Despite these difficulties, Frost was able to adjust to rural life during this period. In fact, he became quite adept at depicting it and began setting many of his poems in the countryside.
Frost met his future wife, Elinor White, while both were students at Lawrence High School. When they graduated in 1892, she was his co-valedictorian.
Frost proposed to White, who was a student at St. Lawrence University, in 1894, but she declined because she wanted to finish school first. Frost then decided to go to Virginia, and when he returned, he proposed once more. White had graduated from college by that time, and she accepted. On December 19, 1895, they married.
White passed away in 1938. She had been diagnosed with cancer in 1937 and had undergone surgery, but she also had a long history of heart problems, to which she eventually succumbed.
Frost and White had a total of six children. Elliot, their first child, was born in 1896. Lesley, their daughter, was born in 1899.
In 1900, Elliot died of cholera. Elinor had four more children after his death: Carol (1902), who committed suicide in 1940, Irma (1903), who later developed mental illness, Marjorie (1905), who died in her late 20s after giving birth, and Elinor (1907), who died just weeks after she was born.
Frost’s first poem, “My Butterfly: an Elegy,” was published in The Independent, a weekly literary journal based in New York City, in 1894.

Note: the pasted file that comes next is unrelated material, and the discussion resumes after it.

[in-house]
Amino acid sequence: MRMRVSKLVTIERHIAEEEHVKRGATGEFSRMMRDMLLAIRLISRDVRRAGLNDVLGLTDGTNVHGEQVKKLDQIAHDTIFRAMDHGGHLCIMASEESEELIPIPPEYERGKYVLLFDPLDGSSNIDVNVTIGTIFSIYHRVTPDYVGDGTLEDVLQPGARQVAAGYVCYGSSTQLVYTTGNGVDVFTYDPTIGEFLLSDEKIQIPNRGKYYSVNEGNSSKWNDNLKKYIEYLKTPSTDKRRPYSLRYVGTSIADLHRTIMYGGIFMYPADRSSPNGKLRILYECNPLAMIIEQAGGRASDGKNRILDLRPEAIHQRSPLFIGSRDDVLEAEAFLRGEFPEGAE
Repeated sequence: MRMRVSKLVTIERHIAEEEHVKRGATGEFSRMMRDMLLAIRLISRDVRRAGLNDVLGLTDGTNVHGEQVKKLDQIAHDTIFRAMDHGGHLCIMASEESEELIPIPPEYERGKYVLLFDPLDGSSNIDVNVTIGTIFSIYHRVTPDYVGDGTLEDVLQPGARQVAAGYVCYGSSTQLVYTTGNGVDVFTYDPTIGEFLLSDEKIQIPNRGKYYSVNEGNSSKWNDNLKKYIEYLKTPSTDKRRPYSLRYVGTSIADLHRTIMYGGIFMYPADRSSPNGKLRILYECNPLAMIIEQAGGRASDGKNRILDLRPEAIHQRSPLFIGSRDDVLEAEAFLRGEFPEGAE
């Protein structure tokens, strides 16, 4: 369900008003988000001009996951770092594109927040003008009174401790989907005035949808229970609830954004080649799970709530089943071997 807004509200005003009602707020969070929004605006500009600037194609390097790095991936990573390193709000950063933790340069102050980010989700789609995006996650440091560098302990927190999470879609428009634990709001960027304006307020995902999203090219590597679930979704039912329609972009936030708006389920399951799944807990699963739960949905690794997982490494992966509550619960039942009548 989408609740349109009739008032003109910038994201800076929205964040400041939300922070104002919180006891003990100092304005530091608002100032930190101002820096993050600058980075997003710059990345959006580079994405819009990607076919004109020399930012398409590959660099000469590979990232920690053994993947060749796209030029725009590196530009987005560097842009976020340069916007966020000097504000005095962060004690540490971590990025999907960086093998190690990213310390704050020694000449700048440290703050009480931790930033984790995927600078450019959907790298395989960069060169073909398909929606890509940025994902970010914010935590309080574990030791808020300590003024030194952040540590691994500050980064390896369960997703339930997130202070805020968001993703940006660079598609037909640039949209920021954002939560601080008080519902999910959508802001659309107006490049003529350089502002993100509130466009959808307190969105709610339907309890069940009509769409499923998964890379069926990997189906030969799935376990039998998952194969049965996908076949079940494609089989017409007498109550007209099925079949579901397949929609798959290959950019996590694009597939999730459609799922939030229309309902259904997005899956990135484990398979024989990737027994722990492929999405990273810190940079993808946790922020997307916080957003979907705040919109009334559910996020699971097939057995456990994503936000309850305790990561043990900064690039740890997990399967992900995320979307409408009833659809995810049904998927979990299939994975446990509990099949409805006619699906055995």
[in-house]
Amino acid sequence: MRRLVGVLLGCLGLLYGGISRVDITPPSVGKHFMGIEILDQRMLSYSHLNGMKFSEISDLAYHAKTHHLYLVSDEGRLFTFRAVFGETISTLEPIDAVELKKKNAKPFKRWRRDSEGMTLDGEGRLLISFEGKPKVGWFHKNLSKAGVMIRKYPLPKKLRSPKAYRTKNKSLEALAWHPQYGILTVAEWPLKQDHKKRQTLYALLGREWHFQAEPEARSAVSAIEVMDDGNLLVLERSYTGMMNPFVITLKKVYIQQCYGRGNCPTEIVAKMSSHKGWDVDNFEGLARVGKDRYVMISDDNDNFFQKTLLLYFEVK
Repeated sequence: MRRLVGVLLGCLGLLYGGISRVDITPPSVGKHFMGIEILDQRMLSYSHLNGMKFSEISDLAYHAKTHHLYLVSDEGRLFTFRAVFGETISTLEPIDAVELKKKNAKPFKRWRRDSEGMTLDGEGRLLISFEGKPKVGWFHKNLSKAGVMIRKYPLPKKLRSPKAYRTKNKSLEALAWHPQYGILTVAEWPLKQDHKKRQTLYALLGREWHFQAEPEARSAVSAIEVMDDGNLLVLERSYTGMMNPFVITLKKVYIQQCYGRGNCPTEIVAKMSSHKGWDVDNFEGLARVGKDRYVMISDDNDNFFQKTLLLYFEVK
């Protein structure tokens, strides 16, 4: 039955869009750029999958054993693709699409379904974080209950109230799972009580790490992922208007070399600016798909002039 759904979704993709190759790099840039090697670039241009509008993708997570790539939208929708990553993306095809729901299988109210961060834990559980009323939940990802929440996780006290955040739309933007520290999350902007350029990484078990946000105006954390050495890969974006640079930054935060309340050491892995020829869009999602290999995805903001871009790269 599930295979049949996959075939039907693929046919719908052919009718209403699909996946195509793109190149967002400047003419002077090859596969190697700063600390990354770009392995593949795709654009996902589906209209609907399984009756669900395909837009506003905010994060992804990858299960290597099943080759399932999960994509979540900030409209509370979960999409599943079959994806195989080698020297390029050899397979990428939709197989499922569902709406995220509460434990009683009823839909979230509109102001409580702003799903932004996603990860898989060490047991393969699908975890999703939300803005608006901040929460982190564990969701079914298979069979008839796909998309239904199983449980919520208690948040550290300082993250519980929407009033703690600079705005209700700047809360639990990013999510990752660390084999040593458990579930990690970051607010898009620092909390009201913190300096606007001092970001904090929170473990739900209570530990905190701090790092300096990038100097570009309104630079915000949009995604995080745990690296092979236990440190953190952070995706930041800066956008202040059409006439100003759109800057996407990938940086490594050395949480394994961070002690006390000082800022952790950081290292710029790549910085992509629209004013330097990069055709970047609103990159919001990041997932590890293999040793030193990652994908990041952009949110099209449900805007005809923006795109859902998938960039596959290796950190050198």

In 1906, two poems were published: “The Tuft of Flowers” and “The Trial by Existence.” He was unable to find any publishers willing to underwrite his other poems.
Frost and Elinor decided in 1912 to sell their farm in New Hampshire and relocate to England, where they hoped to find more publishers willing to take a chance on new poets.
Frost, now 38, found a publisher who would print his first book of poems, A Boy’s Will, followed a year later by North of Boston.
Frost met fellow poets Ezra Pound and Edward Thomas at this time, two men who would have a significant impact on his life. Pound and Thomas were the first to give his work a positive review and significant encouragement. Frost attributed one of his most famous poems, “The Road Not Taken,” to Thomas’s long walks through the English countryside.
Frost’s work was apparently inspired by Thomas’s indecision and regret about which paths to take. Frost’s time in England was one of the most important periods of his life, but it was brief. Frost and Elinor were forced to return to America shortly after World War I began in August 1914.
Public Recognition for Frost’s Poetry